This is what’s in N.J.’s landmark marijuana bill

Adult-use marijuana legalization is likely to be voted on by the entire state Legislature as soon as early next week. But since the bill was finalized Monday night, many lawmakers are concerned they haven’t been given enough time to thoroughly digest and assess its major points. What’s more, this measure is the first of its kind in the country and if it passes, could become model legislation for other states looking to legalize and set up a functioning cannabis economy. The ten other states that so far have legalized marijuana have done so by a ballot referendum or, in Vermont’s case, by legislation that didn’t allow for regulated sales.


New Jersey governor: Push to legalize recreational marijuana is short on votes


Back in January 2019, New York state Governor Andrew Cuomo proposed a fast-track way of legalizing marijuana in New York, by proposing an adult-use recreational marijuana law as part of the annual budget approval process. However, in a stunning turn-around, on March 20, 2019 Cuomo admits his strategy was perhaps a bit aggressive and he dropped his proposal to legalize recreational marijuana through the budget process.  Instead, Cuomo hopes that the law will be passed outside of the budget process and before legislature adjourns for the year in June.  (Good luck since us NY’ers have a part-time legislature).

Click here to read more about Cuomo’s realization — To think you can pass a complicated and comprehensive law in less time than it takes to grow a mature plant, “you got to be smokin’ somethin’, no?”

So much for Cuomo’s cliched timeline to have a law in place by “420” (Cuomo proposed to have the law in effect by the first of April 2020 (yes folks, “4/20”)).

Craig Delsack / Law Offices of Craig Delsack, LLC
Serving the Canna Business Community Corporate ∙ Technology ∙ Media ∙ Real Estate 250 West 57th Street, Suite 401 New York, NY 10107 Tel., Text, or Fax: +1 (212) 688-8944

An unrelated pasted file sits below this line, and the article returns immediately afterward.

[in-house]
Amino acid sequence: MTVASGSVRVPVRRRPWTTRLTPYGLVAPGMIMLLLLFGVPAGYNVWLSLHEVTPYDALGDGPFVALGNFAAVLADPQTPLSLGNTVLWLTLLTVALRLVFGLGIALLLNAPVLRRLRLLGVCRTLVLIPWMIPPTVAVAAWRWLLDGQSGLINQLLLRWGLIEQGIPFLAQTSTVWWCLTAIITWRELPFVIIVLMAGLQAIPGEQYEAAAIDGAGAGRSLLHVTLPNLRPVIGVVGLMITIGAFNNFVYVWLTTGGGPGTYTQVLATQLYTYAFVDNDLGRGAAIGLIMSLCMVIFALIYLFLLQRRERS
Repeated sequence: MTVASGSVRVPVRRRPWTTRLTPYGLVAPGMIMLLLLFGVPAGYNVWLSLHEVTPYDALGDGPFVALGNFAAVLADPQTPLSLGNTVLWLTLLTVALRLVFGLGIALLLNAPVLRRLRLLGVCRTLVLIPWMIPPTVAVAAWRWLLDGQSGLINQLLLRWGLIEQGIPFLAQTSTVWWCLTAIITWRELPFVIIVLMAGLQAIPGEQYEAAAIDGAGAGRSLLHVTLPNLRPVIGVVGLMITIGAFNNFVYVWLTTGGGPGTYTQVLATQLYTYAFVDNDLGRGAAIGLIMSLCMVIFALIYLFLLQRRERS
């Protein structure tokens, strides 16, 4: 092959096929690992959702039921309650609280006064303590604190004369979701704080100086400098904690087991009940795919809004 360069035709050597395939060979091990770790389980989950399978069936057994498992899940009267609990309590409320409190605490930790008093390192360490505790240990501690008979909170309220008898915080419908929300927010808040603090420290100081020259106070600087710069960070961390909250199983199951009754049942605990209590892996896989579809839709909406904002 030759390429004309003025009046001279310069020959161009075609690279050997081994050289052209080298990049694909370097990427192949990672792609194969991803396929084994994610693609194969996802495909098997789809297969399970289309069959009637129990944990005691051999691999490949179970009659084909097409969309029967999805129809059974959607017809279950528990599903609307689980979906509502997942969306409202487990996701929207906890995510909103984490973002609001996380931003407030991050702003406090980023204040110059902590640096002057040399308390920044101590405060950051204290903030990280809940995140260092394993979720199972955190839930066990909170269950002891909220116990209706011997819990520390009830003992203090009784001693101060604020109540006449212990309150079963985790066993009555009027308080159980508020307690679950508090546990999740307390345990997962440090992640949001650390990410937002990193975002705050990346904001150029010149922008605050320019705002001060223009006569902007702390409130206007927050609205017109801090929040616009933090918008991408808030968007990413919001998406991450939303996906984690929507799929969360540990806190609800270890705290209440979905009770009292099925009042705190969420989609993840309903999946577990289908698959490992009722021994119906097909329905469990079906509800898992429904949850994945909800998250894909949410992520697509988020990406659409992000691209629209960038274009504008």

RI law enforcement leaders disagree on marijuana legalization

PROVIDENCE, R.I (WPRI) — The superintendent of the Rhode Island State Police said Wednesday he supports Gov. Gina Raimondo’s plan to tax and regulate recreational marijuana, telling lawmakers the bill addresses some law enforcement concerns about public safety.

Col. James Manni, who was sworn in earlier this month after being nominated by Raimondo, testifed before the House Finance Committee in support of Article 20, the 126-page section of the budget that addresses both recreational marijuana and changes to the current medical program.

“Rhode Island will be dealing with this issue regarding public safety because Massachusetts has already legalized marijuana to our north, and Connecticut is on track to our south,” Manni told the committee.

He praised the more restrictive elements of the legislation, including a limit on product potency and a ban on home growing.

“This policy will stifle the illicit market,” Manni said.



Medical marijuana sponsor says governor will sign bill, but Lee’s office says otherwise

NASHVILLE, Tenn. (WKRN) – One of the state Senate sponsors of legalizing medical marijuana says Governor Bill Lee will sign her bill, but the governor’s office carefully disputes that characterization.

“The last time I was with him, he assured me he would sign this bill,” Senator Janice Bowling told News 2 on Wednesday.

She indicated it was about two weeks ago during an economic development trip with the governor to her district.

Lee has repeatedly voiced opposition to legalizing medical marijuana or cannabis both in his campaign and most recently on Feb. 11.

“I think we ought to expand the use of low THC CBD oils first to alternative treatments before we go there,” the governor told News2 that day.

Senator Bowling says she was a “strong no” on medical marijuana before learning that so many people in her district wanted it, for diseases ranging cancer to Parkinson’s, to ease pain.

The senator thinks the governor has made the same realization.

“I think it’s important for the people to know that he pretty much has come full circle,” Senator Bowling said. “He recognizes that as the bill is written now– he can support the bill.”